This really does seem like a curious move by Littlefinger because he’s so calculating, but this decision doesn’t seem to be a calculating one. In fact, Littlefinger admits to Ramsay that he hasn’t heard a whole lot about him. If Littlefinger knew the slightest thing about him, he might realize that this was a very bad move, just ask Reek. If Reek wasn’t enough, Roose berates Ramsay for another one of his sadistic tirades in the episode. The Cerwyn’s are still loyal to House Stark and refused to pay taxes to House Bolton. Instead of reasoning with them, Ramsay flayed Lord Cerwyn and most of his family alive to send a message to the child Cerwyn that he let live, scaring him into paying his taxes. With all of that, Ramsay’s promise to never hurt Sansa falls on deaf ears. The only hope that Sansa turns out alright here is if Roose seriously drills it into Ramsay’s head that Sansa is extremely important and cannot be hurt. That is all true, the Boltons are poorly supported in the North and a happy Sansa being wedded into the family is probably the only shot at earning some support. I wouldn’t hold my breath on Ramsay realizing this though.
Up to the wall we go where Stannis awaits Lord Commander Jon Snow’s decision to his offer. Jon decides to decline Stannis, saying he truly wants to be a Stark but his loyalty to the watch is forever. Jon then changes the topic and asks Stannis when he plans to depart Castle Black, as feeding the watch, Stannis’ army, and the wildling prisoners is getting to be too much with winter arriving shortly. Stannis tells Jon that he’ll be leaving within a fortnight and he will leave the wildlings fate up to him. Stannis gives Jon some leadership advice, telling him he should send Thorne to lead Eastwatch as to keep his enemies far away. Stannis then leaves but Davos sticks around for a bit. He tells Jon that Stannis sees something special in Jon and asks him to reconsider sticking up at the wall if his goal really is to protect people. After this, Davos leaves.
Later on in the dining hall, Jon prepares to hand out his first orders. Jon appoints Thorne to first ranger and orders Janos Slynt to lead an unmanned castle along the wall. Slynt is outraged at the order and refuses to follow it. Jon insists that he doesn’t have a choice in the matter but Slynt doesn’t back down. Insubordination is a big deal and Jon treats it as such, ordering Janos to be executed. Thorne is Slynt’s only friend here and loathes Jon but even he agrees with Jon, not getting in the way when they come for Slynt. In the courtyard they set up Slynt to be beheaded and when Jon offers Slynt the opportunity for last words, Slynt breaks down. Slynt once again shows off his cowardice and apologizes for ignoring Jon’s order, promising he’ll never refuse an order again and pleads for mercy. The music builds up and ends with Slynt’s plea for mercy and that along with Jon’s hesitation afterward makes you think Jon won’t go through with this. Jon does do it though and with one clean sword slice through the neck, Lord Janos Slynt is no more.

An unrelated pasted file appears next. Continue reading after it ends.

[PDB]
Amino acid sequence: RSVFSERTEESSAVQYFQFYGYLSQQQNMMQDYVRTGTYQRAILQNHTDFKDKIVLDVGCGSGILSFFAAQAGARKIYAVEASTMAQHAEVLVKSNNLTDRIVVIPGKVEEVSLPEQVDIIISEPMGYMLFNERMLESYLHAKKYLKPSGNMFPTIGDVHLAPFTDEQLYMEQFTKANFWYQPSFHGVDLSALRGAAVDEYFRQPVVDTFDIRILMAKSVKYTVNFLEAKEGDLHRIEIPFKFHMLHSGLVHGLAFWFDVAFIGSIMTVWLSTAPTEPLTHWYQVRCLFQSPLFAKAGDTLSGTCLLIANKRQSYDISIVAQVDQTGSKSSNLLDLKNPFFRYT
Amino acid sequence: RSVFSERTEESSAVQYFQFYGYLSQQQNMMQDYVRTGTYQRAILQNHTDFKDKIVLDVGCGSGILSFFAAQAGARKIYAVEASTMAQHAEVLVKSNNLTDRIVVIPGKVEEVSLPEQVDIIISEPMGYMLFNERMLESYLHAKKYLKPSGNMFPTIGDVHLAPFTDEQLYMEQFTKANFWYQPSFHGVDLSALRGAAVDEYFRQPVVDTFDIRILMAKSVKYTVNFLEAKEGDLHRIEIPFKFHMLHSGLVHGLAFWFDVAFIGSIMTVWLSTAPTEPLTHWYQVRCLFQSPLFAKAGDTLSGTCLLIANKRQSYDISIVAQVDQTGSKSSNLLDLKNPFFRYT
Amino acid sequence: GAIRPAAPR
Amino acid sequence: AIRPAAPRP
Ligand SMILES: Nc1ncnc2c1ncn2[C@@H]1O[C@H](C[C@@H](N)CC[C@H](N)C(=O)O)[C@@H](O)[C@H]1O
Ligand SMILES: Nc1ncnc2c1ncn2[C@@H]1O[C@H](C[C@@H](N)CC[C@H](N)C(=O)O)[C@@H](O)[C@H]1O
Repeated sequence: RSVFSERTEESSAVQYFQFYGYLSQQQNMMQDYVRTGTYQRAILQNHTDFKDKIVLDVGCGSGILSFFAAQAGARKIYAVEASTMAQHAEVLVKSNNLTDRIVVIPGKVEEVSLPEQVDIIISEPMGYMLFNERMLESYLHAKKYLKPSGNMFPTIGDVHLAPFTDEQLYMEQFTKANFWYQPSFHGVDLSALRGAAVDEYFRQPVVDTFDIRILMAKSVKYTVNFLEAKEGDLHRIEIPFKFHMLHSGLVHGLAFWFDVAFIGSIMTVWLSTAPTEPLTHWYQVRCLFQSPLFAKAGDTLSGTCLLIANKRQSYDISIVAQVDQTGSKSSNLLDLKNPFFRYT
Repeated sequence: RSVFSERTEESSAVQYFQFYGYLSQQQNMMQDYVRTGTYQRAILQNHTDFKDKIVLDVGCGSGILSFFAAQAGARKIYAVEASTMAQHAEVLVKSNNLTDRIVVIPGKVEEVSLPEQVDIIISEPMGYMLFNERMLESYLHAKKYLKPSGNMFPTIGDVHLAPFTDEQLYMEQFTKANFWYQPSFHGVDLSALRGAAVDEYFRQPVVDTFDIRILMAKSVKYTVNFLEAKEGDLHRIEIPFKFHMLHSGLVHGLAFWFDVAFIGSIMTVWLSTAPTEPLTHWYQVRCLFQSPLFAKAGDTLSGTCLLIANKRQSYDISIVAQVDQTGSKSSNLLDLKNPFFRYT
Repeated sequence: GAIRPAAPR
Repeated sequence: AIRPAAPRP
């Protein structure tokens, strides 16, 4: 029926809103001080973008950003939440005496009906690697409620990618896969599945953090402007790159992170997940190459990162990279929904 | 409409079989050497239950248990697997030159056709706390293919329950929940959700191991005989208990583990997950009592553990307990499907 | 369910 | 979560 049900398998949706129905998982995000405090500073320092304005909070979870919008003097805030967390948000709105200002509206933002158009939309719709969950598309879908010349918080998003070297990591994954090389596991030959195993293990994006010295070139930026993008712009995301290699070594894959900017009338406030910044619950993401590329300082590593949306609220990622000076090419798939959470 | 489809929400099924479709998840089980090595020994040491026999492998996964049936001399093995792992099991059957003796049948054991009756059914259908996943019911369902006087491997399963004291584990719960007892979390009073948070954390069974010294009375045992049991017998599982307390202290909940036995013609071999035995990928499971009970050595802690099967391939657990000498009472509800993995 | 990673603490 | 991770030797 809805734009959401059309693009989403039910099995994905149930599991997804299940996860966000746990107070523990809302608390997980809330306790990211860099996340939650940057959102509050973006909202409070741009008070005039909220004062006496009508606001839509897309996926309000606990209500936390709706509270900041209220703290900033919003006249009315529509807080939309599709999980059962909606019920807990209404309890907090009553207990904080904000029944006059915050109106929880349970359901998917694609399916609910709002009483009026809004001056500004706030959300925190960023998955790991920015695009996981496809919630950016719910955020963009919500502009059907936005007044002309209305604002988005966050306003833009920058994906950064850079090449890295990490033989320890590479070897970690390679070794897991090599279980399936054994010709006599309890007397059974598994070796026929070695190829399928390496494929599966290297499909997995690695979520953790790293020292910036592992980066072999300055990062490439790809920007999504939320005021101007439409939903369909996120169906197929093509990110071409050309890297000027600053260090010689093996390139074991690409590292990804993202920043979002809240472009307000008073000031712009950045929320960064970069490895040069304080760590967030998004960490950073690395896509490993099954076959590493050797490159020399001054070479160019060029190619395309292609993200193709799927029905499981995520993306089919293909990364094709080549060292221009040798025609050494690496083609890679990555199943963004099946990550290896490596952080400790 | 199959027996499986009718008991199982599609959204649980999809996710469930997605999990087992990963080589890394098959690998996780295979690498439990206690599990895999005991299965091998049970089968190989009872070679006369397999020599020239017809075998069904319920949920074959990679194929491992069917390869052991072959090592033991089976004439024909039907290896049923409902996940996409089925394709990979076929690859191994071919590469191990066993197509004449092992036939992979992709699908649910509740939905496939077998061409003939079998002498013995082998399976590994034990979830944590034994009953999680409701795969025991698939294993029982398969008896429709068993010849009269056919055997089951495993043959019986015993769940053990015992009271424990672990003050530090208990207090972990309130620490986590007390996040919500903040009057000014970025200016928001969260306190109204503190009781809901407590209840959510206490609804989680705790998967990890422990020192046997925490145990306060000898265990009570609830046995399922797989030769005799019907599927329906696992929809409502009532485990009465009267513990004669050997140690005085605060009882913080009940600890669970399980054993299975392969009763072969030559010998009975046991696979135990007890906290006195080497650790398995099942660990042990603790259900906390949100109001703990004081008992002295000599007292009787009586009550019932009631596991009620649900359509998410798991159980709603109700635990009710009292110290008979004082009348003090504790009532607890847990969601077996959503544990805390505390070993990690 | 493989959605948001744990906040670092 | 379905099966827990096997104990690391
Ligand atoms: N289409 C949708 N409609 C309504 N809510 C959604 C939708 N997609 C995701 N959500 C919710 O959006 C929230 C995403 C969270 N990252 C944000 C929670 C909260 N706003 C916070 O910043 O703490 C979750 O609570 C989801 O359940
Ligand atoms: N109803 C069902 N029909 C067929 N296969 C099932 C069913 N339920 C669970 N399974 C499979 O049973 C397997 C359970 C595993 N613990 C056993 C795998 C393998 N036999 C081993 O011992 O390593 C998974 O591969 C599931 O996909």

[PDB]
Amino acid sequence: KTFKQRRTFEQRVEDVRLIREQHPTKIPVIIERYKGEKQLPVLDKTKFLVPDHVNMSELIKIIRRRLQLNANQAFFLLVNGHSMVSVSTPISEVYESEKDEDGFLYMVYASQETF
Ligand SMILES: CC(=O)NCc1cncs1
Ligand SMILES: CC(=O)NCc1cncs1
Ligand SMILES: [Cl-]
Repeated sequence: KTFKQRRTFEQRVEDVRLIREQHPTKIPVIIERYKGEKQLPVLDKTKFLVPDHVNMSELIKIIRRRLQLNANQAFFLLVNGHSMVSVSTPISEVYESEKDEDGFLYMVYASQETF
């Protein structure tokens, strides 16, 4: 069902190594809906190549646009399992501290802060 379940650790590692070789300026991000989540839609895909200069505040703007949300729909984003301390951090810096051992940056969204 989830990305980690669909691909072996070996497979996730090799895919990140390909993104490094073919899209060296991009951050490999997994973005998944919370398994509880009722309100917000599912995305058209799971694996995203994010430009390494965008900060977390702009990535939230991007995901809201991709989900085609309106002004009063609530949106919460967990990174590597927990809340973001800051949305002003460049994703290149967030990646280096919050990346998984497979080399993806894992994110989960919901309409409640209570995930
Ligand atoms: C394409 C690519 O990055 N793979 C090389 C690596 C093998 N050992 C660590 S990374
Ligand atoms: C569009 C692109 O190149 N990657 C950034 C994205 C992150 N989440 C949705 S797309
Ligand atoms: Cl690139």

To Braavos we go and more specifically the House of Black and White, where Arya is finding her stay unsatisfactory. Arya is sadly mistaken when she thinks that Jaqen was going to train her the ways of the faceless men right away, her days comprise of sweeping the floors. Arya voices her complaints to Jaqen who accuses her of only wanting to serve herself. Later on, Arya is confronted by a fellow apprentice who is only known as the Waif. The Waif asks Arya who she is and Arya replies that she is no one. The Waif isn’t very pleased with the answer and proceeds to physically beat Arya. Jaqen comes in before Arya can retaliate with Needle and Arya again voices that she’s ready to become no one. Jaqen doesn’t seem convinced, noting that “no one” wouldn’t be wearing Arya’s clothes, have her silver, or have her sword. Arya then realizes what she has to do.
Arya walks over to the docks and parts ways with everything she has, well almost everything. When the time comes to throw Needle into the water, she simply cannot do it. Arya has an incredibly strong sense of identity. While throwing away her old clothes and money may not be renouncing who she is, this isn’t the case with Needle. If Arya throws away Needle, she really is giving up who she is, so much of her life, so much of Arya is tied to Needle. Arya isn’t ready to renounce herself yet and it’s because of this that she doesn’t throw Needle into the ocean. Instead, Arya hides Needle underneath some nearby rocks and returns to the House of Black and White. The transition from Arya Stark to no one is going to be a very difficult one for Arya, so difficult that she may not even go through with it.